Commenting on the latest OECD PISA report, Sir Peter Lampl, Chairman of the Sutton Trust and of the Education Endowment Foundation, said:
“Today’s PISA results suggest some improvement in the ability of disadvantaged students in the UK to beat the odds and succeed in science, though such resilience is still well behind that of students in China and East Asia. It is also good to see improvements in our science ranking and a stronger position for the UK than the OECD average in the overall average performance of disadvantaged students.
“But overall, the continuing middling result for the UK nations on PISA remains worrying, particularly the very poor results in Wales, and this requires strong action to improve classroom teaching, particularly for disadvantaged students.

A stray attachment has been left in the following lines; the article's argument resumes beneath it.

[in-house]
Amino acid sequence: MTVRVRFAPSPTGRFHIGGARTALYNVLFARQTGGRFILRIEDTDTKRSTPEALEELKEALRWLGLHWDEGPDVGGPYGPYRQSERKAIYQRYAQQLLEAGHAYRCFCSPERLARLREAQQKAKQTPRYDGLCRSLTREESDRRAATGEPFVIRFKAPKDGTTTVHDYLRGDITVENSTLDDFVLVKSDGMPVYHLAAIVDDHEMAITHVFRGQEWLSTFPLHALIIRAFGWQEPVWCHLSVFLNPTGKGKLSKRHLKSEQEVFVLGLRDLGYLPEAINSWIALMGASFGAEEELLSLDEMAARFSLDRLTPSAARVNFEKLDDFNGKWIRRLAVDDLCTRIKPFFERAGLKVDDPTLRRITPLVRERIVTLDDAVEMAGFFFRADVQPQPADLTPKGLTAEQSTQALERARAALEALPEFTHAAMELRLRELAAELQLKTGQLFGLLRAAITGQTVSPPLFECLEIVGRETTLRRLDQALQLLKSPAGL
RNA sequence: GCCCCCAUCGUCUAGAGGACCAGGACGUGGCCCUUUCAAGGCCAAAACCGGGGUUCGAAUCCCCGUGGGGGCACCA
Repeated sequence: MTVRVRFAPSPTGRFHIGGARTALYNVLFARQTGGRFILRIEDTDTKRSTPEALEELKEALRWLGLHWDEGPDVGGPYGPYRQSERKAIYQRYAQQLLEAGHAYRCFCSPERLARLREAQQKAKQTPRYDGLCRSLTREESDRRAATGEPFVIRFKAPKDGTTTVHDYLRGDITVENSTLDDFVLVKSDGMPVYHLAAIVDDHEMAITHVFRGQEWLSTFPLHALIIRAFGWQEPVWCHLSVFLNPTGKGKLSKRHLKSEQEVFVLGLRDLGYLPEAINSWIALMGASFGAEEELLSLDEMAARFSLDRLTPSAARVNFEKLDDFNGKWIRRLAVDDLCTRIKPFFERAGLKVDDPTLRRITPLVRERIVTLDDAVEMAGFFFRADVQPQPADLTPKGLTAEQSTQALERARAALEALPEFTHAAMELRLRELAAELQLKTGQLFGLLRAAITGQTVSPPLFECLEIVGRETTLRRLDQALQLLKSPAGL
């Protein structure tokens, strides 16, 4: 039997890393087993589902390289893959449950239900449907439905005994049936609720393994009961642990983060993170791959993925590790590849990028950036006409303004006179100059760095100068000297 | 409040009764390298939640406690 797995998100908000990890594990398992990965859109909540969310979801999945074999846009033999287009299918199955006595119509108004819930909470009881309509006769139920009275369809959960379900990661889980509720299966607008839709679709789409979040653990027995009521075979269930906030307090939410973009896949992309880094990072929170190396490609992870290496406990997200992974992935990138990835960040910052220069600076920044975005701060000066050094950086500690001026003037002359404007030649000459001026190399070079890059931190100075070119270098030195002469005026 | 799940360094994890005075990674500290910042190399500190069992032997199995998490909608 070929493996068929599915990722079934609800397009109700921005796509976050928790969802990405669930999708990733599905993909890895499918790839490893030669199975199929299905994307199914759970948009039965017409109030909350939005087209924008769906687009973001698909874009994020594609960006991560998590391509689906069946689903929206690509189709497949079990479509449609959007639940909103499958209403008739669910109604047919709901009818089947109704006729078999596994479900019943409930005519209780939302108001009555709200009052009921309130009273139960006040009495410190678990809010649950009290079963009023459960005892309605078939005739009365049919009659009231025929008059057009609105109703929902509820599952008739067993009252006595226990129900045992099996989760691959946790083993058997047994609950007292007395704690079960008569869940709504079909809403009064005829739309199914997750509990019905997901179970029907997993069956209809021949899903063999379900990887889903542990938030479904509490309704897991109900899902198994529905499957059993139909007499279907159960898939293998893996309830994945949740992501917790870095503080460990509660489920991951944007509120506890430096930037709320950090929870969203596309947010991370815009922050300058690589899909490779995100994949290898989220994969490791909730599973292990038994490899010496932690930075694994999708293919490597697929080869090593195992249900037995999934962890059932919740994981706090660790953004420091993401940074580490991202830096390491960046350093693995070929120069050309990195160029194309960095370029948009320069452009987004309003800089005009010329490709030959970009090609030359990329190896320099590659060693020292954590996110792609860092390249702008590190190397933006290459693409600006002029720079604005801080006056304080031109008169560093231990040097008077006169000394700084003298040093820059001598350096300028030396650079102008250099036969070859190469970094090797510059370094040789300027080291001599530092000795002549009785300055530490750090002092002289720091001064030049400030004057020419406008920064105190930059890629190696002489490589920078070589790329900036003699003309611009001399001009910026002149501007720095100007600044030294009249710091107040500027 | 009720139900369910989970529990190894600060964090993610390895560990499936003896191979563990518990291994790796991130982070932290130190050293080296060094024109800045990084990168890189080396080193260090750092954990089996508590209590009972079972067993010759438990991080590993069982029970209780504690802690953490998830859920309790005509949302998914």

“We still need to do much more to narrow the gap between rich and poor students and we need far more focus on improving the quality of existing teachers within the classroom, through better professional development as well as improvements in school leadership. Such changes are more important than constant structural upheaval that has yet to deliver the promised improvements.
“Our earlier research has shown that English schools could improve their low position in international league tables in reading and mathematics and become one of the top five education performers in the world within 10 years, if the performance of the country’s least effective teachers were brought up to the national average.”